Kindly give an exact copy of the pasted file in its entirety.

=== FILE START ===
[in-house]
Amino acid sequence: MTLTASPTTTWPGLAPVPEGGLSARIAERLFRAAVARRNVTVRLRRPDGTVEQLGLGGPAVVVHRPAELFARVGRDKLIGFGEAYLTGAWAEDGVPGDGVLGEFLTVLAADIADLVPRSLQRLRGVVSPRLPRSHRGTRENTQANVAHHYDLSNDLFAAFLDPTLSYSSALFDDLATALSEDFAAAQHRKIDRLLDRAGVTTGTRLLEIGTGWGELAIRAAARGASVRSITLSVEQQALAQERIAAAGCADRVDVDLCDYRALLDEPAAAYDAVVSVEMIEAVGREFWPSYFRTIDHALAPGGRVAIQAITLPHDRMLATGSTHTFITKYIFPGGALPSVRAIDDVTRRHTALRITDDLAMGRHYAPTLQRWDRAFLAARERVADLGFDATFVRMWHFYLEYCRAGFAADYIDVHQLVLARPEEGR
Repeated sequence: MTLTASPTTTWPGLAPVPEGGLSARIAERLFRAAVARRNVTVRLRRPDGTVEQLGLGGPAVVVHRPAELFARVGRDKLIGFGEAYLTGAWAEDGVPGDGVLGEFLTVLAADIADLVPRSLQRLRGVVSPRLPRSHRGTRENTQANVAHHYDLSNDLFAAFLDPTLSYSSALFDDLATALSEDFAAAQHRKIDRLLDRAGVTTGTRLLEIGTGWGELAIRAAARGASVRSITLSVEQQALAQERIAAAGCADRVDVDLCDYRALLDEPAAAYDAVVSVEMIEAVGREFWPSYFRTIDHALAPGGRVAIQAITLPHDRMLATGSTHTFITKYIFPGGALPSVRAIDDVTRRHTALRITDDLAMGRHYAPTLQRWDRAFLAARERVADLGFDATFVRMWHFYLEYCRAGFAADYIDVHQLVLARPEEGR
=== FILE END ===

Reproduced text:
[in-house]
Amino acid sequence: MTLTASPTTTWPGLAPVPEGGLSARIAERLFRAAVARRNVTVRLRRPDGTVEQLGLGGPAVVVHRPAELFARVGRDKLIGFGEAYLTGAWAEDGVPGDGVLGEFLTVLAADIADLVPRSLQRLRGVVSPRLPRSHRGTRENTQANVAHHYDLSNDLFAAFLDPTLSYSSALFDDLATALSEDFAAAQHRKIDRLLDRAGVTTGTRLLEIGTGWGELAIRAAARGASVRSITLSVEQQALAQERIAAAGCADRVDVDLCDYRALLDEPAAAYDAVVSVEMIEAVGREFWPSYFRTIDHALAPGGRVAIQAITLPHDRMLATGSTHTFITKYIFPGGALPSVRAIDDVTRRHTALRITDDLAMGRHYAPTLQRWDRAFLAARERVADLGFDATFVRMWHFYLEYCRAGFAADYIDVHQLVLARPEEGR
Repeated sequence: MTLTASPTTTWPGLAPVPEGGLSARIAERLFRAAVARRNVTVRLRRPDGTVEQLGLGGPAVVVHRPAELFARVGRDKLIGFGEAYLTGAWAEDGVPGDGVLGEFLTVLAADIADLVPRSLQRLRGVVSPRLPRSHRGTRENTQANVAHHYDLSNDLFAAFLDPTLSYSSALFDDLATALSEDFAAAQHRKIDRLLDRAGVTTGTRLLEIGTGWGELAIRAAARGASVRSITLSVEQQALAQERIAAAGCADRVDVDLCDYRALLDEPAAAYDAVVSVEMIEAVGREFWPSYFRTIDHALAPGGRVAIQAITLPHDRMLATGSTHTFITKYIFPGGALPSVRAIDDVTRRHTALRITDDLAMGRHYAPTLQRWDRAFLAARERVADLGFDATFVRMWHFYLEYCRAGFAADYIDVHQLVLARPEEGR